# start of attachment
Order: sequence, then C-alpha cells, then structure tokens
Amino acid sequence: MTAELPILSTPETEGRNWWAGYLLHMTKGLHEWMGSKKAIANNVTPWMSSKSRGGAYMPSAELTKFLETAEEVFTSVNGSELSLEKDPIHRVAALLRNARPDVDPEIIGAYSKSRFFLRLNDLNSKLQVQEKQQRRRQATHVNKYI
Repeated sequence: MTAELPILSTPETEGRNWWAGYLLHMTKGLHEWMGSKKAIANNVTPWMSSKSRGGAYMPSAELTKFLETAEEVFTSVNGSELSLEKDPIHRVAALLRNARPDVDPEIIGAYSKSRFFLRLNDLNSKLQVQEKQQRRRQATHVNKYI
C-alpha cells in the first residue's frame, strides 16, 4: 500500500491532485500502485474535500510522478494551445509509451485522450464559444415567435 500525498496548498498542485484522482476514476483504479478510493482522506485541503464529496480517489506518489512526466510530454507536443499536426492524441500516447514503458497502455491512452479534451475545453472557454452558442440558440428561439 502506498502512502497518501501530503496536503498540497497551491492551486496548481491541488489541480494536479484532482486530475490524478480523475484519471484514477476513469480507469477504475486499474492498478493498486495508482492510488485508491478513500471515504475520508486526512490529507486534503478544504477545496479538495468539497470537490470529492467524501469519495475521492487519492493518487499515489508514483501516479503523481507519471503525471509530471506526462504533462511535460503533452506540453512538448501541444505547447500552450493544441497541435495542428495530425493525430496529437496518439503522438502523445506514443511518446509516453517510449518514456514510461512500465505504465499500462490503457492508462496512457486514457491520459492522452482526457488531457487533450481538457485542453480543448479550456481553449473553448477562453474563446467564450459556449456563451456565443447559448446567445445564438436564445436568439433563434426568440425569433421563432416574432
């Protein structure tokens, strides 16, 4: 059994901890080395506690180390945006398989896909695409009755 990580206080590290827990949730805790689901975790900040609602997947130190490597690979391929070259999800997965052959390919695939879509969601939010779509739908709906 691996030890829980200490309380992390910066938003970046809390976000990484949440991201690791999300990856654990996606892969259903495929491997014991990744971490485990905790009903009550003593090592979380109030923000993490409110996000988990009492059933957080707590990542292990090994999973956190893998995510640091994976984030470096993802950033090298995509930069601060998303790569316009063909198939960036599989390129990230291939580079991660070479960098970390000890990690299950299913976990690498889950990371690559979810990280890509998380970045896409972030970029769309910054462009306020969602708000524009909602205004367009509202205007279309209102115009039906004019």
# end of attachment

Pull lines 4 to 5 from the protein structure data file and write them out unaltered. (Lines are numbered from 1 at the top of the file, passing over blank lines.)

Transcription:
C-alpha cells in the first residue's frame, strides 16, 4: 500500500491532485500502485474535500510522478494551445509509451485522450464559444415567435 500525498496548498498542485484522482476514476483504479478510493482522506485541503464529496480517489506518489512526466510530454507536443499536426492524441500516447514503458497502455491512452479534451475545453472557454452558442440558440428561439 502506498502512502497518501501530503496536503498540497497551491492551486496548481491541488489541480494536479484532482486530475490524478480523475484519471484514477476513469480507469477504475486499474492498478493498486495508482492510488485508491478513500471515504475520508486526512490529507486534503478544504477545496479538495468539497470537490470529492467524501469519495475521492487519492493518487499515489508514483501516479503523481507519471503525471509530471506526462504533462511535460503533452506540453512538448501541444505547447500552450493544441497541435495542428495530425493525430496529437496518439503522438502523445506514443511518446509516453517510449518514456514510461512500465505504465499500462490503457492508462496512457486514457491520459492522452482526457488531457487533450481538457485542453480543448479550456481553449473553448477562453474563446467564450459556449456563451456565443447559448446567445445564438436564445436568439433563434426568440425569433421563432416574432
């Protein structure tokens, strides 16, 4: 059994901890080395506690180390945006398989896909695409009755 990580206080590290827990949730805790689901975790900040609602997947130190490597690979391929070259999800997965052959390919695939879509969601939010779509739908709906 691996030890829980200490309380992390910066938003970046809390976000990484949440991201690791999300990856654990996606892969259903495929491997014991990744971490485990905790009903009550003593090592979380109030923000993490409110996000988990009492059933957080707590990542292990090994999973956190893998995510640091994976984030470096993802950033090298995509930069601060998303790569316009063909198939960036599989390129990230291939580079991660070479960098970390000890990690299950299913976990690498889950990371690559979810990280890509998380970045896409972030970029769309910054462009306020969602708000524009909602205004367009509202205007279309209102115009039906004019």